A periscope is built like and works much like a telescope, with a long tube containing a mirror at each end. The mirrors are fitted into the tube so that they are parallel to each other at a 45° angle to the axis, or imaginary long center line, of the tube.
More complicated periscopes have extra lenses added to enlarge the image. Submarine periscopes contain this more complicated arrangement. They have reflecting prisms at the top and bottom of the tube, with two telescopes and several lenses between the two ends, and an eyepiece at the viewing end. A submarine periscope also has a thick, rigid, waterproof casing and can stand the pressure of great depths of water.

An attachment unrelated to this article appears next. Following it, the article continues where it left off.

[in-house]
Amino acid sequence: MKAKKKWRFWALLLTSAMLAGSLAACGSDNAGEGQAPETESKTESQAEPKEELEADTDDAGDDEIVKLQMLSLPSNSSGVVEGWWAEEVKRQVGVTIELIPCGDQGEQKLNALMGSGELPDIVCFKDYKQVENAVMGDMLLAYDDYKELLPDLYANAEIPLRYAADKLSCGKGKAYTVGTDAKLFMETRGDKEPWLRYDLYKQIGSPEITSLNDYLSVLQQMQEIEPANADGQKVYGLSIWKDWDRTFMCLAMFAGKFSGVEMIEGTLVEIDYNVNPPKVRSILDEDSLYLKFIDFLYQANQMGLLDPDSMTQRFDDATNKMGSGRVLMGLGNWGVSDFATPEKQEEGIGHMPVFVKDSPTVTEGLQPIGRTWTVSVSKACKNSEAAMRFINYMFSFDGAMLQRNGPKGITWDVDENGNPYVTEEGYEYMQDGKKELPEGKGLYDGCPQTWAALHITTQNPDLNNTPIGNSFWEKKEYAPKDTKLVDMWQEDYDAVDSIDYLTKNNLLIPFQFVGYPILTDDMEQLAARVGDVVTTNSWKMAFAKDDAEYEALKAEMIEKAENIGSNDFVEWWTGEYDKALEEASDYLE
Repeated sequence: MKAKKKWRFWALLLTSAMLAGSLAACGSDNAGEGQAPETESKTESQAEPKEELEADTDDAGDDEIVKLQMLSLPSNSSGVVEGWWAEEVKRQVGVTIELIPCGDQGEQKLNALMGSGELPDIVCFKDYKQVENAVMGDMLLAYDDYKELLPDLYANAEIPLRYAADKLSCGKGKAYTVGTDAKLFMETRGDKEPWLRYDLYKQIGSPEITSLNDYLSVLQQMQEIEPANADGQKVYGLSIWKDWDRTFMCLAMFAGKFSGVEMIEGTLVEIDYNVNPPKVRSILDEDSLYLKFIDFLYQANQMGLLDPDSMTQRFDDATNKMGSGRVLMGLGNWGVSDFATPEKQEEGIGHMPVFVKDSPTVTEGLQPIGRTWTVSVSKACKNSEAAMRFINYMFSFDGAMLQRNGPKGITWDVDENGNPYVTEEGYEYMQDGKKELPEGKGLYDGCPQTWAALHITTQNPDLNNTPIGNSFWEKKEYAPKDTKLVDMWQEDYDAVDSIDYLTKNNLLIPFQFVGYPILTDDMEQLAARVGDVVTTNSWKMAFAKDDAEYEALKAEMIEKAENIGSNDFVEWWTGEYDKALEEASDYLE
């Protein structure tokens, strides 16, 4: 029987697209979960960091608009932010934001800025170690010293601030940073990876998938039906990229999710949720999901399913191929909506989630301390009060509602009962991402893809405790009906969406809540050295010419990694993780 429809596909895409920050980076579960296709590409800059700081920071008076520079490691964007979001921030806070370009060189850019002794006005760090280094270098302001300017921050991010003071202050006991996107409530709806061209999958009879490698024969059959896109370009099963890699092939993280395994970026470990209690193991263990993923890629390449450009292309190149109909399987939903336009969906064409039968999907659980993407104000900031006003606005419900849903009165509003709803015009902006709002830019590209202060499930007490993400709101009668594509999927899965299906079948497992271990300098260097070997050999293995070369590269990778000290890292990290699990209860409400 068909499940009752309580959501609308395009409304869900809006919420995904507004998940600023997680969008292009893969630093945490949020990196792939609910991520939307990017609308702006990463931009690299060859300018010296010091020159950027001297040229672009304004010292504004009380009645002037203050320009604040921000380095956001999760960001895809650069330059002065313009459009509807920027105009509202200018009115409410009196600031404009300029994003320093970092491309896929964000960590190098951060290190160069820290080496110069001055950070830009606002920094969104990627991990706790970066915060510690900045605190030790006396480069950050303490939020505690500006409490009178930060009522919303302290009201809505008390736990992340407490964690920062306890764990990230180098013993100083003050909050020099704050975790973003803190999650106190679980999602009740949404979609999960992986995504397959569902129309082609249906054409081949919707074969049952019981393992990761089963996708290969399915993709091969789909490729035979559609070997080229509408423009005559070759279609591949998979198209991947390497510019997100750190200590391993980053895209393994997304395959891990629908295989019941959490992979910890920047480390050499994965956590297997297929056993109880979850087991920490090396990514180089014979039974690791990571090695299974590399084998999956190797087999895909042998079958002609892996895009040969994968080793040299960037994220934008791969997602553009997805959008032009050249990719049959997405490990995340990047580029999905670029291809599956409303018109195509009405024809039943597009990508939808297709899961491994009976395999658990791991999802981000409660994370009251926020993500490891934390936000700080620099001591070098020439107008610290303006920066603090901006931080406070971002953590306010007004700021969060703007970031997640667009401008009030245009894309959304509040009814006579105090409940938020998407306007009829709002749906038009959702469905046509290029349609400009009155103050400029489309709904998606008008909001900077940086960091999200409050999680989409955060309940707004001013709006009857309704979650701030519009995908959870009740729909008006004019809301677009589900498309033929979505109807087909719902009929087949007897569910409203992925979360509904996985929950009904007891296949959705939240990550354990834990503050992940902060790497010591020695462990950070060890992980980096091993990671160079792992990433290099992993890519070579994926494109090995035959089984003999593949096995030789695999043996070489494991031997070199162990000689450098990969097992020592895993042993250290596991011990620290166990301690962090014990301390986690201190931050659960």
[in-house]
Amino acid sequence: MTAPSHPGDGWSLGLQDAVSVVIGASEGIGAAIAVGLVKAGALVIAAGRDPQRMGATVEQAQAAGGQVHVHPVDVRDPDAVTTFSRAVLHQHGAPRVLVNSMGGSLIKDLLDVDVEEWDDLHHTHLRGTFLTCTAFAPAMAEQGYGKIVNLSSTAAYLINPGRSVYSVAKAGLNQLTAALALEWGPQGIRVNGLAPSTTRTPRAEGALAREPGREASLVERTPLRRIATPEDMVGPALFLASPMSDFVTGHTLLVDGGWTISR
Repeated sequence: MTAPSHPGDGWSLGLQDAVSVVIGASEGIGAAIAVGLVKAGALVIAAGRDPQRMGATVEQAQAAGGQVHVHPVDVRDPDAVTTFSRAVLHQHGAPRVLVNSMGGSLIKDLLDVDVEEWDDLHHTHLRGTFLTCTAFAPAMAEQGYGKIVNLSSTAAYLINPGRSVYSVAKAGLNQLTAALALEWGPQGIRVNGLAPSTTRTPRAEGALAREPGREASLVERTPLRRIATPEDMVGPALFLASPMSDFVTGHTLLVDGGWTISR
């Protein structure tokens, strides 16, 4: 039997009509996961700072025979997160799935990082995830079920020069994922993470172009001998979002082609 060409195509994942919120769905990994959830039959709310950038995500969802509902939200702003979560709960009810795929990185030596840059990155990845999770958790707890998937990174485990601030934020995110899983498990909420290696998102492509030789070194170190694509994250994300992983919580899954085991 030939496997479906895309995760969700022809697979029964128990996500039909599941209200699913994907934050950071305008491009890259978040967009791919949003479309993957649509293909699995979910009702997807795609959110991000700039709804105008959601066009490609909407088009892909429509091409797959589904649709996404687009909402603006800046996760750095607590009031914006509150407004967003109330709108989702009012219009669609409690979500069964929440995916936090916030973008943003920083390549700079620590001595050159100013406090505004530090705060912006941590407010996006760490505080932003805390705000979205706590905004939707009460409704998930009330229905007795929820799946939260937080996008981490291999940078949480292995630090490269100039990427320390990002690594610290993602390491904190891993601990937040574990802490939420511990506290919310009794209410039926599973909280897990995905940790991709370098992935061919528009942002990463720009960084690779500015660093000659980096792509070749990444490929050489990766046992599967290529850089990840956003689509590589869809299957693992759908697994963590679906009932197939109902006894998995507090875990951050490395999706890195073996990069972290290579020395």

In addition to submarines, tanks also use periscopes in wartime to navigate or look for enemy targets. Both of these vehicles have periscopes which can be raised or lowered, as well as turned around in a 360° circle.
Periscopes can also be built so they see around corners!